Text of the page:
The trail covers 18 miles along the Wabash River, from Fort Oueotenon in the South, to the Tippecanoe Battleground in the North, passing through downtown Lafayette along the way. It’s an incredible history lesson to just walk the whole thing. You travel paths laid down over a century before by the indigenous people who stewarded this land before European and American settlers took it over. Time almost slows down as you imagine what life was like back then. Fur traders, hunting parties, and families gathering wood for their fires all passed through these same foot paths you’re walking on. 

Our home base for many of our rucks has been Franklin Cary Camp, just on the East side of Lafayette. It was a gift to the Boy Scouts in the early 1900s, and has been a wonderful place for adventures of all kinds since then. The 200+ acres of woodlands, prairie and trails provide lots of opportunities for good livin’. When the club first started up, we had a weekly Dad Ruck, where a couple of us with young kids would take them out on the trails for an hour or two each week to give our wives a break. Eventually, our wives were intrigued and wanted to come along. So the club expanded to be a welcome place for all members of the family. Some of my favorite times in the club were those days where we had a crazy workout in a creek bed as a family. Here’s my favorite one:

My buddy Pramit and I did that workout together, filmed by the incredible Stefan Sondgerath, on a lovely day in the summer. The sun was shining, our hearts were full of life from being in the wilderness. The cool of the creek refreshed us as we hefted our rucks overhead for lunges. As we got into the planks, rocks dug into our palms. Our shoulders burned. Those rucks were extra heavy with the dunk in the creek. We pressed on, knowing that we would not quit. At the end of it, we found that a simple looking workout on paper was much harder in person. It was all worth it. Every time.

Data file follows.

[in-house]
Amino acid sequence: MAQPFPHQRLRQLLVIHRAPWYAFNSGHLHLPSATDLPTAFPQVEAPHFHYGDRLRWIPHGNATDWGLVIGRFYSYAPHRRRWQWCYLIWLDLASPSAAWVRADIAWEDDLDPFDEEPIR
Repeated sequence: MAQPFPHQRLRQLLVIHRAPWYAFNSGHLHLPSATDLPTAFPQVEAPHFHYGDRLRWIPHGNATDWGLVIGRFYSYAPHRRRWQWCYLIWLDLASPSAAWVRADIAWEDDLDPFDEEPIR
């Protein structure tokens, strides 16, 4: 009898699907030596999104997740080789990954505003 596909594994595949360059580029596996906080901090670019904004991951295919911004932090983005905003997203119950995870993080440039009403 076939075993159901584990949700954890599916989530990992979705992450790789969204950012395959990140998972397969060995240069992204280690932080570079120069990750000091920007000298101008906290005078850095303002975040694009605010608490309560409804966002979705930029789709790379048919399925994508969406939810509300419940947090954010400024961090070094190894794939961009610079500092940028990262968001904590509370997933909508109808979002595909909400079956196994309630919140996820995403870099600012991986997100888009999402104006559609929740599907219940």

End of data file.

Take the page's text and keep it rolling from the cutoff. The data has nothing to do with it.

There are some days with our small club that I just feel like giving up. That coordinating everything just isn’t worth it. I look at other clubs like Steel City on Instagram or Facebook and see them having large groups with consistent, fun rucks every week. Part of that is the fact that I’m spread pretty thin with other commitments. Part of it is that we’re a smaller town. But I’m becoming more ok with a smaller club. We always have a great time when we get together, and that’s really the point. It goes back to one of my favorite quotes from Teddy Roosevelt, “do what you can, with what you have, where you are.” What would that look like for you? Do you have a Ruck Club in your town yet? If not, go ahead and start one! There are lots of resources and support for getting started. It only takes one weirdo to start something special. 

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  1. The coordinating of everything . . . that’s puts some weight in the pack, too, doesn’t it? I appreciate the perspective you share here!

  2. Your old ruck pack works well for camera gear, a nicer size than my larger camera pack. I like the molle loops for attaching various pouches (binocs and water bottle) and extra straps (securing tripod, weight transfer loop for long lens, etc). It’s not as heavy as a steel plate but ~ 20 lbs makes plenty of sore shoulders after wearing it for over an hour while milling about looking for things that move. It’s about the right size to tuck in my single person blind, an extra lens or two, notebook/pencils, flash accessories, and some snacks.